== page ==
Also, if I am recrowning 20 teeth, how many visits (approximately) would that require and how spread out would they be. Trying to see the how many weeks it would take to complete the entire procedure.
How Often is "Build Up" Used for Crowns in Cosmetic Procedures
Doctor Answers 5
Build-ups are not always needed as par of crown procedure.
A build-up is only needed if there is insufficient tooth structure to hold a crown. Generally this is the case if there is significant decay, fracture, or large old fillings. Also, if the tooth has had a root canal. In general about 1/2 to 2/3 of teeth I crown need a build-up. For the most part, crowns being done for cosmetic reasons do not need a build-up because the tooth structure would be mostly intact and sufficient to hold the crown.
In theory, re-crowning 20 teeth can be done in 2 visits about 2-3 weeks apart, if there is a rush to do it. However, this would be an all day event and very exausting for both the doctor and patient. Also, it leaves very little room for error if there are any unforseen issues. When doing this many crowns, you usually want to do a try-in and then send them back to the lab for final modifications and glazing. I feel I can do a much better job when I break it down into smaller sections, otherwise I feel like I'm rushing and very tired by the end of the appointment.
This is a lot of time and money and it is not something you should rush. You want this to last a long time. I prefer to do this the following way: 1)Prep teeth in two appointments (can be consecutive days). 2)Wait a few days to evaluate the temporaries and make any adjustments. 3)Once patient is happy with looks and feel of temps, then take final impressions. 4)Try-in crowns and make adjustments and send back to lab. 5)Deliver crowns.
This would take a total of 5 appointments in about 6 weeks.
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Buildup for a Crown
A buildup is only neede for a acrown to be placed if there is not enough sound tooth structure to cement a crown to. Each tooth is different. If there was significant decay in the tooth, then the odds of a buildup is pretty high. If the tooth has had root canal treatment there is a possibility a buildup will be needed as well. Buidups are quite common and often necessary for a crown to be successful
Build up is not always a part of the procedure for placing crowns
Build up is not always a part of the procedure for placing crowns. We only use build ups if there is not enough tooth structure to build a crown on. So if there is plenty of tooth left to restore, no build or minimal build up is necessary. But if the amount of damage and decay on the tooth is as such that after removal of the damaged area, there is hardly any tooth left, or if the tooth has had a root canal, then almost always Build Ups are a necessity.
About crowning 20 teeth, It takes me two appointments within a couple of weeks apart. At the first appointment all 20 teeth will be prepped and temporized, and in the second appointment, all are seated and completed. If you pay for a rush fee , most labs prepare and deliver them sooner .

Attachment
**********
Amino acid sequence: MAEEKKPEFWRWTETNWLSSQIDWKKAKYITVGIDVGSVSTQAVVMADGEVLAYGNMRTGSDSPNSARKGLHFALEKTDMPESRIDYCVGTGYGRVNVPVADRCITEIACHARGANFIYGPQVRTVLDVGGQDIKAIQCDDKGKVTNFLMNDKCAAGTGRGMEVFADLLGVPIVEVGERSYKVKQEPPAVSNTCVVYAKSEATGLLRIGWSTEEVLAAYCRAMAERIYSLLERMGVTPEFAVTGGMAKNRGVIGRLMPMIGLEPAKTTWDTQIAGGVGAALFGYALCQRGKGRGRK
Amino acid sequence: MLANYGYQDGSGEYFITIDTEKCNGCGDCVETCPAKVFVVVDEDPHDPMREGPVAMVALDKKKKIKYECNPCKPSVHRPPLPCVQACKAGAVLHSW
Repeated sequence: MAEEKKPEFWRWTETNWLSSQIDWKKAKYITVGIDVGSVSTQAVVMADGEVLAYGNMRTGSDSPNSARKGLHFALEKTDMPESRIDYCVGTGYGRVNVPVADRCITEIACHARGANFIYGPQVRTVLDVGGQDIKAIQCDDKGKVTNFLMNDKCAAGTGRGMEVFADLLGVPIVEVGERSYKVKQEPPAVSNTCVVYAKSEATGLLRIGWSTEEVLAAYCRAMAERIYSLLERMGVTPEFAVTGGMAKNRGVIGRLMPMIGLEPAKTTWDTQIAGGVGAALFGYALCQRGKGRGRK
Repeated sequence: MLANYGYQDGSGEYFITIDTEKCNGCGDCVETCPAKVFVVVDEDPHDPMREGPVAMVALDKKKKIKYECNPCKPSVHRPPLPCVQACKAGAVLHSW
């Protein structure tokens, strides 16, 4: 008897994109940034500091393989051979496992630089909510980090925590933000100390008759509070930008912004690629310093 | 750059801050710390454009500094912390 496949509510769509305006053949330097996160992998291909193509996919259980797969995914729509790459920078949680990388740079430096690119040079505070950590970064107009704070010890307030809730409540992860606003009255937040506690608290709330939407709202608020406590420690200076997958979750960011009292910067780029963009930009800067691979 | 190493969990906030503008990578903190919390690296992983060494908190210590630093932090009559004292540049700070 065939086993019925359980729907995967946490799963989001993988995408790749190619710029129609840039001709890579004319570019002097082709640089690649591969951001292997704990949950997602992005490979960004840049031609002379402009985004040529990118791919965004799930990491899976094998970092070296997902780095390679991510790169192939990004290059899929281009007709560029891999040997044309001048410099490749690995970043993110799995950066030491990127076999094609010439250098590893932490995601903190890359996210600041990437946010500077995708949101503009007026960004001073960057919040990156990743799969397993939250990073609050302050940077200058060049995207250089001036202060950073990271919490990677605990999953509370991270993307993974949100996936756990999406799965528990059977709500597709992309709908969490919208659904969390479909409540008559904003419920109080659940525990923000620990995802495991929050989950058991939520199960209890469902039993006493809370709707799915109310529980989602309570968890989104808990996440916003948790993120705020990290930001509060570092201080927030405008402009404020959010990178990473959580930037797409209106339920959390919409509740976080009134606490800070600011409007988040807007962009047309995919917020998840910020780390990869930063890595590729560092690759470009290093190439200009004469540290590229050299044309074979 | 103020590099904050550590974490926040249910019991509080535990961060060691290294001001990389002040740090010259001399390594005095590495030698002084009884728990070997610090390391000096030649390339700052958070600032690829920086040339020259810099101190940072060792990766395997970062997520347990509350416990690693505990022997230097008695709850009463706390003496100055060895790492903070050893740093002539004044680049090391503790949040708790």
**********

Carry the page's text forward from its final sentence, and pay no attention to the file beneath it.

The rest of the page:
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How Often is "Build Up" Used for Crowns in Cosmetic Dentistry Procedures?
Build ups are often used under crowns. I have used many build ups because I believe they add strength to the tooth that needs a crown. In the past when we used a lot of crowns that were porcelain over a gold or white gold core, the tooth needed a build up so that the crown could be the right thickness and be made with optimal strength.
Now we are using mostly all ceramic crowns, if these teeth were being crowned for the first time, you may not need some or most of the build ups.
If you are re-crowning teeth, I would plan it the same way that this cosmetic dentist did. Once the teeth are inspected with the crowns off, you may not actually need them in all of those teeth.
Often a case like yours with ten top teeth and ten lower teeth can be done quickly. However, the longer I do cosmetic dentistry, the more I am interested in creating amazing results. Your case could be done in as few as two main appointments.
I often see patients who are traveling in or out of the country or have scheduling concerns. We've found that by creating outstanding temporary crowns you can have a great interim result until the Master Ceramist can incorporate all of the unique personalizations it takes to make your smile exclusively look like you.
When you are making changes to crowns, it's important that you, the cosmetic dentist and the ceramist are all on the same page about what you want better in the new crowns.
While your dental crowns can be made very quickly, my preference would be to take the time to create a fantastic result!
Build-ups are sometimes necessary for crowns
Build-ups really depend on the amount of solid tooth structure left after all the old fillings and decay are removed from the teeth. If the teeth are "virgin" teeth without any decay or old fillings, then build-ups are usually not necessary. I usually will prepare all 20 teeth in 1 visit, and insert the permanent crowns in 1 visit, approximately 2 weeks later. Of course, you would have temporary crowns placed on your teeth for that 2 week period. It can be done with less than a 2 week wait if you are willing to pay the additional fee to have the laboratory "rush" the case.
These answers are for educational purposes and should not be relied upon as a substitute for medical advice you may receive from your physician. If you have a medical emergency, please call 911. These answers do not constitute or initiate a patient/doctor relationship.